Approximately 87% of sepsis cases originate outside of the hospital (Rhee et al. 2017), and this emphasises the critical role of the Emergency Department (ED) in the initial diagnosis and management of this condition. Much effort has been placed on devising an accurate sepsis prediction score for ED providers. Different diagnostic criteria for sepsis, such as the Sequential (Sepsis-Related) Organ Failure Assessment (qSOFA) score and the Systemic Inflammatory Response Syndrome (SIRS) criteria, have been subject to various studies and evaluations in the ED setting, leading to sometimes conflicting results. One study conducted in two European clinical teaching hospitals in the Netherlands (MignotEvers et al.) found that the qSOFA score performed as well as or better than the SIRS criteria for identifying culture-positive sepsis and predicting in-hospital mortality and ICU admission, suggesting that the qSOFA score might be a valuable tool in the ED for stratifying patients' risk and informing clinical decisions. This finding aligns with the growing emphasis on the qSOFA score as a tool for quickly assessing patients at risk of sepsis-related organ dysfunction. A separate study published one year earlier (Gando et al. 2020) found that SIRS criteria had better performance for predicting infection than qSOFA scores in the ED, highlighting the complexity of sepsis diagnosis. It's possible that different patient populations, settings, and factors influence the performance of these criteria. This variability underscores the importance of considering multiple factors, including the specific patient population and the clinical context, when evaluating and applying diagnostic criteria.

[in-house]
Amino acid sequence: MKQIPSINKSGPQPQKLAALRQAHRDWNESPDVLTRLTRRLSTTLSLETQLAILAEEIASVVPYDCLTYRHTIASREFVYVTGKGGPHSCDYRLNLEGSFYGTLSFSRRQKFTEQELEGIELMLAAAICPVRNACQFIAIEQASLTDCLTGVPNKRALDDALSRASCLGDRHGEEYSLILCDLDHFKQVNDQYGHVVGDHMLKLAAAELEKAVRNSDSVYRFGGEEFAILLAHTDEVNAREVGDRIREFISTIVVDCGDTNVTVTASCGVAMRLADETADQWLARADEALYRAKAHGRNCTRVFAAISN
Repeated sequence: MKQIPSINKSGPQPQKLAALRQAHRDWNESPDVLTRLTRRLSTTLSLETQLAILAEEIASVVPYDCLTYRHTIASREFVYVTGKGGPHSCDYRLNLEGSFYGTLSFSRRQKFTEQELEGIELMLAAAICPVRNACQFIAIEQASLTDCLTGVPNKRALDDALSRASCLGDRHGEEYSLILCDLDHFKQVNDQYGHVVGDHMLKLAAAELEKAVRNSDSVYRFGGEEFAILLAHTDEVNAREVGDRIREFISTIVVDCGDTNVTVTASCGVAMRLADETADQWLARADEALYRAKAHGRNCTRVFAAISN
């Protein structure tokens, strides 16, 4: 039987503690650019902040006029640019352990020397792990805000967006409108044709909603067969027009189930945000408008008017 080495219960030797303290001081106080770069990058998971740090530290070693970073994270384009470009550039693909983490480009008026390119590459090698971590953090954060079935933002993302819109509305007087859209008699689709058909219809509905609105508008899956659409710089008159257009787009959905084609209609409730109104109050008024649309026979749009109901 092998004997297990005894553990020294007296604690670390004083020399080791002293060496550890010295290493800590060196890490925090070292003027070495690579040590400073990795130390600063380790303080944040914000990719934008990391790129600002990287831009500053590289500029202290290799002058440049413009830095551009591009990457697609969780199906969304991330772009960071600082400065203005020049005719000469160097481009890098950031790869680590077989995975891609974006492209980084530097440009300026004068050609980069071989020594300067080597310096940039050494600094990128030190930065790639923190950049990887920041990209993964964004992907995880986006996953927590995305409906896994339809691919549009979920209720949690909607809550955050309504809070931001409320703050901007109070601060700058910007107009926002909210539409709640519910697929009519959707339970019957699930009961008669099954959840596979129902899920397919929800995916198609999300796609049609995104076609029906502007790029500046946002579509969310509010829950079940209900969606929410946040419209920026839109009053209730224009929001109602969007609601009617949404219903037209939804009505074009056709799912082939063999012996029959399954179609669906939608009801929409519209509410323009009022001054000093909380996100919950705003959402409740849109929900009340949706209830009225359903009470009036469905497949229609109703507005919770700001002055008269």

These differing results highlight the need for ongoing research and validation of sepsis diagnostic criteria, especially in the ED setting where early and accurate diagnosis is crucial. Additionally, it's important to recognise that clinical assessment and judgment play a significant role alongside these diagnostic tools. The decision-making process should be guided by a combination of clinical experience, available evidence, and the specific needs of each patient. The concept of certainty and accuracy, as well as the practical implications of using AI prediction models, are key considerations when applying these models to real-world healthcare scenarios.